Snoring is a symptom of a sleeping disorder. It results when the relaxed structures surrounding the upper airway start to vibrate and produce a sound. The vibration usually occurs during inhalation and affects any membranous tissue of the airway that does not have support from cartilage, including the soft palate, the tongue, and the pharyngeal walls, among others. Our muscles lose tone when we’re asleep and when this happens to the muscles in the upper airway, the size of the airway decreases causing decreased airflow and turbulence. This turbulent airflow through the relaxed airway structures leads to a raucous sound known as snoring.
Many people think of snoring as an illness in itself. However, snoring is merely a symptom of sleeping disorders, particularly sleep apnea. Sleep apnea is a disorder typified by obstructive, labored breathing patterns and snoring. The obstructive breathing is repetitive and usually includes pauses of up to ten seconds. The pauses result from partial or complete blockage of the airway and can lead to decreased oxygen levels. Normally, the obstruction is ended when the person abruptly wakes up, which leads to disrupted sleep. Inevitably, this condition can cause excessive daytime fatigue and sleepiness, decreased energy levels, and poor concentration.
If snoring happens in the absence of the aforementioned causes, it may be a risk factor for other health issues such as hypertension and behavioral issues such as poor concentration during daytime. That said, it is still a mystery how snoring alone can lead to problems.
Snoring is a problem that is mostly observed in men. However, women also do snore and, in fact, the complications that can result from snoring tend to be more severe in women than in men. But generally, people tend to snore as they age, and it becomes worse above the age of 65.
The reason why some people snore is not entirely known. However, certain factors are known to increase the chances of snoring.
Sleeping on the back – When you sleep on your back, the tongue and the jaw are pulled backwards due to gravity. Consequently, the mouth will open and the tongue will drop further backwards into the airway, partially blocking it.
Smoking – Smoking can lead to the lining of the throat getting inflamed, causing it to swell. When this happens, the throat narrows and causes partial blockage of the airway when the structures surrounding it are relaxed during sleep. In addition, the increased mucous and nasal congestion also leads to blockage during sleep.
Family history – Studies have shown that snoring tends to run in families. So if you have a history of snoring in the family, you’re at increased risk of developing the condition.
Eating heavy meals right before bed – When you sleep on a full stomach, it may press forward on the diaphragm and this can lead to partial blockage of the airway. Thus, breathing during sleep becomes a labored affair.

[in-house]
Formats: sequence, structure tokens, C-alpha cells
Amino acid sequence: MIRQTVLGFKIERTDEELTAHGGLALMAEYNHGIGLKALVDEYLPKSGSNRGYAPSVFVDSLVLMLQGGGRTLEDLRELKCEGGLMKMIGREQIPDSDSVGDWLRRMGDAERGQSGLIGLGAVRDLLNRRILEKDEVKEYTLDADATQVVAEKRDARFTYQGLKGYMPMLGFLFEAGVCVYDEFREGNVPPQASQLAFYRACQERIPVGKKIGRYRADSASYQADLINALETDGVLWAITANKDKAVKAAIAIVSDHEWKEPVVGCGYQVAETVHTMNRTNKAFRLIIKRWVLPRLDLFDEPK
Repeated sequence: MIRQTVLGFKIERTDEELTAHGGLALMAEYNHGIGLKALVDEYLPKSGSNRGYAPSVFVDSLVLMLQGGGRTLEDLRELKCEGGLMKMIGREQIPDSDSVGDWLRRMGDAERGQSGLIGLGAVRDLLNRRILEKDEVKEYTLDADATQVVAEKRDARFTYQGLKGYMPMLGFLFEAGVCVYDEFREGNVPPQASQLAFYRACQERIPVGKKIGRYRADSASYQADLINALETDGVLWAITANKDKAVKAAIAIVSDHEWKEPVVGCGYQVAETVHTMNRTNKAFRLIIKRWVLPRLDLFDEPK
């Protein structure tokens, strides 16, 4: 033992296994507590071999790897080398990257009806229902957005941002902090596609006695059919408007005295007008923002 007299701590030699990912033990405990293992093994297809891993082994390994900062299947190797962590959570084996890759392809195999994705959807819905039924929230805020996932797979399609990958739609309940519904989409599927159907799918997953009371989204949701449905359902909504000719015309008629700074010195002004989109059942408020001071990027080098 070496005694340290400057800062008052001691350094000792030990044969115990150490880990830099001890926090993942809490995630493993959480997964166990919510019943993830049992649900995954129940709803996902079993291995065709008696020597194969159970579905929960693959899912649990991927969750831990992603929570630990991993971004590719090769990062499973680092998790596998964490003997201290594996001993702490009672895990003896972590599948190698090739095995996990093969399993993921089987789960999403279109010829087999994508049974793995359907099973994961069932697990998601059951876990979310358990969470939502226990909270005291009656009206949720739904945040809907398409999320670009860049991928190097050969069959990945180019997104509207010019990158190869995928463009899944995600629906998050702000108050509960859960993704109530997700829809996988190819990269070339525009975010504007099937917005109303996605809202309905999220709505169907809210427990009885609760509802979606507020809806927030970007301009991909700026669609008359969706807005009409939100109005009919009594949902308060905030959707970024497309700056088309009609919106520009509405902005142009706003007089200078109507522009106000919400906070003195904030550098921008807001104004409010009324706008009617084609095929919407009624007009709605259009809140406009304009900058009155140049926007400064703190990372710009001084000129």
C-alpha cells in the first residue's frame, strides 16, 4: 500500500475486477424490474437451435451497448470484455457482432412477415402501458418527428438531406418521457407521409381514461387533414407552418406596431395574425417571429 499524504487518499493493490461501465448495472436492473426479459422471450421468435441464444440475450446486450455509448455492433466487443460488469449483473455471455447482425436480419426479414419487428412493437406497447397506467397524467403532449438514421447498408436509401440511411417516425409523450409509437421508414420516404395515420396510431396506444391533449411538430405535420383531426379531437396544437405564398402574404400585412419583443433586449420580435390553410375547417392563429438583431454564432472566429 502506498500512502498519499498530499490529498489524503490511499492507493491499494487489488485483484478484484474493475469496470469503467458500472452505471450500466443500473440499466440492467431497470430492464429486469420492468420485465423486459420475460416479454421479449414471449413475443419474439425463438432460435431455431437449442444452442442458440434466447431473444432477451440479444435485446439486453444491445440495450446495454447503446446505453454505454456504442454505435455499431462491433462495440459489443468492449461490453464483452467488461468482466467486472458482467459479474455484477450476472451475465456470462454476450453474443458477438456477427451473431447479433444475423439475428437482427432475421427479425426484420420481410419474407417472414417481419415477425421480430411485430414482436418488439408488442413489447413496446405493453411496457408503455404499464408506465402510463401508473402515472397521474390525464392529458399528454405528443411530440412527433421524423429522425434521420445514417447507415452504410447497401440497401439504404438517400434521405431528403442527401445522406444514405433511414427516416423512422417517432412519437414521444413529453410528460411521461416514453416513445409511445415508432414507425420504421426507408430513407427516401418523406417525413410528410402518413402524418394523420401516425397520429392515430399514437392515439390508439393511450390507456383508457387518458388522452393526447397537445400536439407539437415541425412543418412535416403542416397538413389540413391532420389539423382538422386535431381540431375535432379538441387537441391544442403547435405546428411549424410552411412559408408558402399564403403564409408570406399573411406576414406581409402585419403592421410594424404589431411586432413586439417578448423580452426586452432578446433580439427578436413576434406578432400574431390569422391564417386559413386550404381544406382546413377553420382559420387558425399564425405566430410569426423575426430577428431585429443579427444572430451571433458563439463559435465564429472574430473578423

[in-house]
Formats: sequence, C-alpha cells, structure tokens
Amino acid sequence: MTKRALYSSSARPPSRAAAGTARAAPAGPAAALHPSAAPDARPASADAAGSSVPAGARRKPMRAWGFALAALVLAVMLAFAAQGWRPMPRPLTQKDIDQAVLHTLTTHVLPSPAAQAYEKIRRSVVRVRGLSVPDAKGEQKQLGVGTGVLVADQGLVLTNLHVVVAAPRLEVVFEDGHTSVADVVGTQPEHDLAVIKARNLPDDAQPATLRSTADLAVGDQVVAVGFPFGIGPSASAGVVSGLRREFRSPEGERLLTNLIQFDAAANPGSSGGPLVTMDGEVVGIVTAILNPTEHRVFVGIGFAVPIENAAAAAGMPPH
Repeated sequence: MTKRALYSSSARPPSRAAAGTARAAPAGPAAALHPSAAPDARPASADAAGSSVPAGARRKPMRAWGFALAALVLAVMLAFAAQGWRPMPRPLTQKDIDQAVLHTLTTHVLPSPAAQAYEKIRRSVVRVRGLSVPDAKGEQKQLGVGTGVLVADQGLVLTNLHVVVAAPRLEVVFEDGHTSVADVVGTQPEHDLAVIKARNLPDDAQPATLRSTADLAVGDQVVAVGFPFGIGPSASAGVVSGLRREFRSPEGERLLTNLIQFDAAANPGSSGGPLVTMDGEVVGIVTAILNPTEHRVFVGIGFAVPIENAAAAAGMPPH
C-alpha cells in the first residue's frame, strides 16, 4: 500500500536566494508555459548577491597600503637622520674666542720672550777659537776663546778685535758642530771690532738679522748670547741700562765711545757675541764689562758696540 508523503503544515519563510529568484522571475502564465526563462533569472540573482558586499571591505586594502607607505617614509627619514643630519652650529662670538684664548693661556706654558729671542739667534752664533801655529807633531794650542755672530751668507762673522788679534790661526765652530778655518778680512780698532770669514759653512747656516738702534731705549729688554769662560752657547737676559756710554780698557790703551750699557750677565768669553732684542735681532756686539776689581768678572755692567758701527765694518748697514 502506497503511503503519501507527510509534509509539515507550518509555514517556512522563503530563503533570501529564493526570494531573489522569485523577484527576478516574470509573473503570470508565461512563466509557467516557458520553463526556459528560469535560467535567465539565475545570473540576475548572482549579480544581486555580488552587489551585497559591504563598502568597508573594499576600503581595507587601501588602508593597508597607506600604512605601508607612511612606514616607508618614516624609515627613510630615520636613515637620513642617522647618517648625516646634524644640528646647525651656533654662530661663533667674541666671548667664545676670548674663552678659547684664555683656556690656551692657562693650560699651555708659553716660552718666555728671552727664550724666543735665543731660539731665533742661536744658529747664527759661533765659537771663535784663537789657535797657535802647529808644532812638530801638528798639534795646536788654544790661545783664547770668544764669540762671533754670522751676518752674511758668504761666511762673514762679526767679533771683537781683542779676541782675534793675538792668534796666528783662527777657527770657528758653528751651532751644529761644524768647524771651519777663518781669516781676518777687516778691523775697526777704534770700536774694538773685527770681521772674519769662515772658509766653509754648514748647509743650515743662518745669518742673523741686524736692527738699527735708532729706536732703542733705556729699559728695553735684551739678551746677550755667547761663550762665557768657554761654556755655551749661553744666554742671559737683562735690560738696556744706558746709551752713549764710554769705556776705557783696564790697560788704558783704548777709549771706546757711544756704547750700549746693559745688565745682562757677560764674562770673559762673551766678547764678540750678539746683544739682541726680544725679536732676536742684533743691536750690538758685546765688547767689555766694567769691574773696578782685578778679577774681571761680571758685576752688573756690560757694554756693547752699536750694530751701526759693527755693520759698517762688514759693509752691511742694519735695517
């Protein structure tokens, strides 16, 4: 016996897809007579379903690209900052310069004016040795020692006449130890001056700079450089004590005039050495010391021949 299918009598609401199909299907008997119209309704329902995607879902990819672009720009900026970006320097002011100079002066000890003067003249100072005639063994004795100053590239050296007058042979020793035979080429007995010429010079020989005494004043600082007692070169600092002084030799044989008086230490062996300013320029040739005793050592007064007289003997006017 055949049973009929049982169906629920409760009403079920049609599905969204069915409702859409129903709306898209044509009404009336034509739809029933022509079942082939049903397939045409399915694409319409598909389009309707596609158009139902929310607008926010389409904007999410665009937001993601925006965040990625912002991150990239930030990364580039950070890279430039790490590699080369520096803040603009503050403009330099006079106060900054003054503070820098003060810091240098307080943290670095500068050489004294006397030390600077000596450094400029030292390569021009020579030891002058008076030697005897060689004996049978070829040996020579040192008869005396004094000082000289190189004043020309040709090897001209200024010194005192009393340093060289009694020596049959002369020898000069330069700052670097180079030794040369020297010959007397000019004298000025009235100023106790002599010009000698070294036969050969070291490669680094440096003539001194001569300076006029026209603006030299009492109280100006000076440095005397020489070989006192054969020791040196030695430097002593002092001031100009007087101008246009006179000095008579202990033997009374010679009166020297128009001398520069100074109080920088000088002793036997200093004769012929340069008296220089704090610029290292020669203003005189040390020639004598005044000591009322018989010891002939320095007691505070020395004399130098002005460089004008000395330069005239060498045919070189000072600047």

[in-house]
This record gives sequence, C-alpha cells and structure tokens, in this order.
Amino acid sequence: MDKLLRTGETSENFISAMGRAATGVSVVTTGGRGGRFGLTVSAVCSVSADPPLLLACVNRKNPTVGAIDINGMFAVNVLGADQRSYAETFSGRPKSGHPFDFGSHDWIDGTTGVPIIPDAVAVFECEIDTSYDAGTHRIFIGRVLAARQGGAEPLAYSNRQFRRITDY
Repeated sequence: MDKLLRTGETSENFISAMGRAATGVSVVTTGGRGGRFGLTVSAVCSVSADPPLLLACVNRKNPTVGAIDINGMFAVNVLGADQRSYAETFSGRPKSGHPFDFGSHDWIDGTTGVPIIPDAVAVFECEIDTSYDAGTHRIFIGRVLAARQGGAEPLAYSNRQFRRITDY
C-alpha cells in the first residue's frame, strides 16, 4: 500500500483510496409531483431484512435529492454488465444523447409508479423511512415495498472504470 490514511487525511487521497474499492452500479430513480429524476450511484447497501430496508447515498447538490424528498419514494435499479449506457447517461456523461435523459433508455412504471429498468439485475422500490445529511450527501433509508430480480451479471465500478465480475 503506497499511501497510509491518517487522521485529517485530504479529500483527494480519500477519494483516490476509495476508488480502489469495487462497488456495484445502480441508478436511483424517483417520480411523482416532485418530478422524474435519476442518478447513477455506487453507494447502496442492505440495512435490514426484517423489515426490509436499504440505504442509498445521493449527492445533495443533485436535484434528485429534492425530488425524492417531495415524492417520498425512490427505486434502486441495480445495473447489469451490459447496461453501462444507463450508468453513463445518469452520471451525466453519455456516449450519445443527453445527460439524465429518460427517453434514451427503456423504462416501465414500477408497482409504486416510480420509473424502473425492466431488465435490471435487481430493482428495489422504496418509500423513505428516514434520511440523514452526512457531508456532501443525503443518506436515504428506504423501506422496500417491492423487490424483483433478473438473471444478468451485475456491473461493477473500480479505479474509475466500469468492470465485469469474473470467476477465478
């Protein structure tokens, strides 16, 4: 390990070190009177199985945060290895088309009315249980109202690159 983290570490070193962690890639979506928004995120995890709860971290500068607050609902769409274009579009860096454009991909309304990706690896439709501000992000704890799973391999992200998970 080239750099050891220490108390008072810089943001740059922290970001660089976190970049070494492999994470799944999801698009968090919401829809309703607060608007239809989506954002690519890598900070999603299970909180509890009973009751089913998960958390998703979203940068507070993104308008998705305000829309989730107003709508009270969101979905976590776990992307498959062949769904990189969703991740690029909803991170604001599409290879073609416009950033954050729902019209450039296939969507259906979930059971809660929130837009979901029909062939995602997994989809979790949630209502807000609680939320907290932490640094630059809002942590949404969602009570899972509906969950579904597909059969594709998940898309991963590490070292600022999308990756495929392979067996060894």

Breathing through the mouth – Again, this is connected to factors that cause the mouth to open during sleep. When air is inhaled through the mouth, it hits the back of the throat directly. Firstly, this causes the throat to dry up and become irritated. Also, it leads to increased turbulence and the air will whip around in all directions inside the flabby tissues of the throat. This causes the tissues to vibrate. However, when you breathe through the nose, the inhaled air enters in parallel to the throat.
Difficulty with nasal breathing – If there are some blockages in the nose such as mucous caused by a cold, broken nose, problems with the nasal septum, or irritants (allergies), then snoring can occur. Typically, when you sleep with a nasal blockage, it may force you to partially breathe through the mouth, which leads to snoring. Any factor that causes the nasal passage to narrow will increase air turbulence in the airway due to increased resistance. The turbulence causes vibration of the nasal tissues and eventually snoring.
Obesity – Snoring is very prevalent in people with obesity and overweight issues. This is because the excess weight puts more pressure on the throat when one sleeps, causing it to narrow. In other words, the extra fat in the throat and tissues surrounding the airway puts pressure on it, thus making it easier for the airway to narrow as the tissues become relaxed during sleep. Thus, in this case, losing weight can go a long way to eliminating the snoring problem.
Medication – Medication such as sleeping pills, antihistamines, and tranquilizers typically lead to the relaxation of the throat muscles and the soft palate tissues during sleep. This causes the airway to narrow and turbulence results. The more relaxed those tissues become, the more turbulence results, leading to vibration and, thus, snoring.
There are a number of ways to minimize or treat snoring. Most non-invasive methods aim at correcting the resting position of the head so that the mouth can close during sleep.
These include specially designed pillows (sleep apnea pillows and wedge/snore-less pillows), snoring chin straps, lifestyle changes, among others. When the snoring is severe or caused by other complicated health issues, medical attention may be necessary.